Jasmine Harris | Managing Editor
One of the biggest issues that on-campus freshman and even some upperclassmen students face are roommate conflicts. Freshman in particular experience many new obstacles having not lived closely with another person before and being used to their own space. Here are common issues that people run into when living in a dorm room with someone for the first time.
My roommate sleeps a lot and does not go to class. She never studies and I never get alone time in the room because he/she is always here. She tends to tag along with my friends and I whenever we go out, but they don‘t want to hang out with her. I’m concerned about her, but I don’t want to hurt her feelings.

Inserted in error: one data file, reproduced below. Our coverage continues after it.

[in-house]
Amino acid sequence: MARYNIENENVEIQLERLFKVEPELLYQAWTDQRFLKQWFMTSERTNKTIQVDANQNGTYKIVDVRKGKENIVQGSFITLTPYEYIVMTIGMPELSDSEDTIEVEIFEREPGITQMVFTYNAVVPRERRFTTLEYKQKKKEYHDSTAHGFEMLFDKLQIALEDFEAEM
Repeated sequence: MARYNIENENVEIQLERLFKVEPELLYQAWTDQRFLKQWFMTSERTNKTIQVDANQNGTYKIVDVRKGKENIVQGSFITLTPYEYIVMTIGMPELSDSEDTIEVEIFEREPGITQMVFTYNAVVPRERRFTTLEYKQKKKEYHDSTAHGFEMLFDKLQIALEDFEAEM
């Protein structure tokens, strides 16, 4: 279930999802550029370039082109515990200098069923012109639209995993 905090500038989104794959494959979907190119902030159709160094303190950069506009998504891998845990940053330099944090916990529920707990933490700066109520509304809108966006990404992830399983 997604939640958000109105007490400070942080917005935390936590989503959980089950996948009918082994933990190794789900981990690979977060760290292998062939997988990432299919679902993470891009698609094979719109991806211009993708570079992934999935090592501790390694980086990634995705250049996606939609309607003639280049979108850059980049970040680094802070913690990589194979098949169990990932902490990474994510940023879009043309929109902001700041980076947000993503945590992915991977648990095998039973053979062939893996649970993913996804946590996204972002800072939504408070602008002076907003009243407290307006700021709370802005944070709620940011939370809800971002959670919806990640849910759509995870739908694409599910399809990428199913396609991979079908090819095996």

Your roommate is probably having a hard time adjusting to college and there could be some underlying issue to why she clings to you and does not get out and make friends. She could be depressed or homesick. Try talking to your roommate sincerely about how you are feeling. Talk to your resident advisor about your concerns if you don’t feel comfortable talking to your roommate, and see what she or he think is the best approach to this situation. It may be helpful if you and your resident advisor both sat down with her and talked about these concerns, because they could result in something major like her failing her classes.
My roommate has sex with people in the room while I’m there. He has people over that stay overnight frequently and even has people in the room late at night on weekdays.